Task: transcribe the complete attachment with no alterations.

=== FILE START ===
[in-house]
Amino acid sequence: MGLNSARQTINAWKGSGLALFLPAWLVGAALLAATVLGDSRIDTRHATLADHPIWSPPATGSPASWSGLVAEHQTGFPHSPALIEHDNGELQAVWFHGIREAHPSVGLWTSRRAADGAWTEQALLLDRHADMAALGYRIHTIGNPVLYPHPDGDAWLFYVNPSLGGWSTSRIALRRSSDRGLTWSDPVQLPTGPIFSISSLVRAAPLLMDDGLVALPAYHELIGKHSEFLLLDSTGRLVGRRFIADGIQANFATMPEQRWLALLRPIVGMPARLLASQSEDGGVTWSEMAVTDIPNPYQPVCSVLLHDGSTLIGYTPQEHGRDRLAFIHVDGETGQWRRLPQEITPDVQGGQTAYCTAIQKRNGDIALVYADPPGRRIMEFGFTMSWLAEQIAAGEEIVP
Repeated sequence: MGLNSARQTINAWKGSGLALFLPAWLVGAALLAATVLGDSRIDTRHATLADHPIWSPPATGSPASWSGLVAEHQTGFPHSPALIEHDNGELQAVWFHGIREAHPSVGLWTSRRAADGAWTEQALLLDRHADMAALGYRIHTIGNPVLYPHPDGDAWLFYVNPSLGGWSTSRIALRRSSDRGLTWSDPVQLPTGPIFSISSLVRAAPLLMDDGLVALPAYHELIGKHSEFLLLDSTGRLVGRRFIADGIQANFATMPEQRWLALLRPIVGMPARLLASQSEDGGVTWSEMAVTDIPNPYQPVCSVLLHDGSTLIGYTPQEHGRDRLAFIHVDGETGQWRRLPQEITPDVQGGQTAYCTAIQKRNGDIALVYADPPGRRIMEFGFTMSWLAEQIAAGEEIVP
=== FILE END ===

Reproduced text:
[in-house]
Amino acid sequence: MGLNSARQTINAWKGSGLALFLPAWLVGAALLAATVLGDSRIDTRHATLADHPIWSPPATGSPASWSGLVAEHQTGFPHSPALIEHDNGELQAVWFHGIREAHPSVGLWTSRRAADGAWTEQALLLDRHADMAALGYRIHTIGNPVLYPHPDGDAWLFYVNPSLGGWSTSRIALRRSSDRGLTWSDPVQLPTGPIFSISSLVRAAPLLMDDGLVALPAYHELIGKHSEFLLLDSTGRLVGRRFIADGIQANFATMPEQRWLALLRPIVGMPARLLASQSEDGGVTWSEMAVTDIPNPYQPVCSVLLHDGSTLIGYTPQEHGRDRLAFIHVDGETGQWRRLPQEITPDVQGGQTAYCTAIQKRNGDIALVYADPPGRRIMEFGFTMSWLAEQIAAGEEIVP
Repeated sequence: MGLNSARQTINAWKGSGLALFLPAWLVGAALLAATVLGDSRIDTRHATLADHPIWSPPATGSPASWSGLVAEHQTGFPHSPALIEHDNGELQAVWFHGIREAHPSVGLWTSRRAADGAWTEQALLLDRHADMAALGYRIHTIGNPVLYPHPDGDAWLFYVNPSLGGWSTSRIALRRSSDRGLTWSDPVQLPTGPIFSISSLVRAAPLLMDDGLVALPAYHELIGKHSEFLLLDSTGRLVGRRFIADGIQANFATMPEQRWLALLRPIVGMPARLLASQSEDGGVTWSEMAVTDIPNPYQPVCSVLLHDGSTLIGYTPQEHGRDRLAFIHVDGETGQWRRLPQEITPDVQGGQTAYCTAIQKRNGDIALVYADPPGRRIMEFGFTMSWLAEQIAAGEEIVP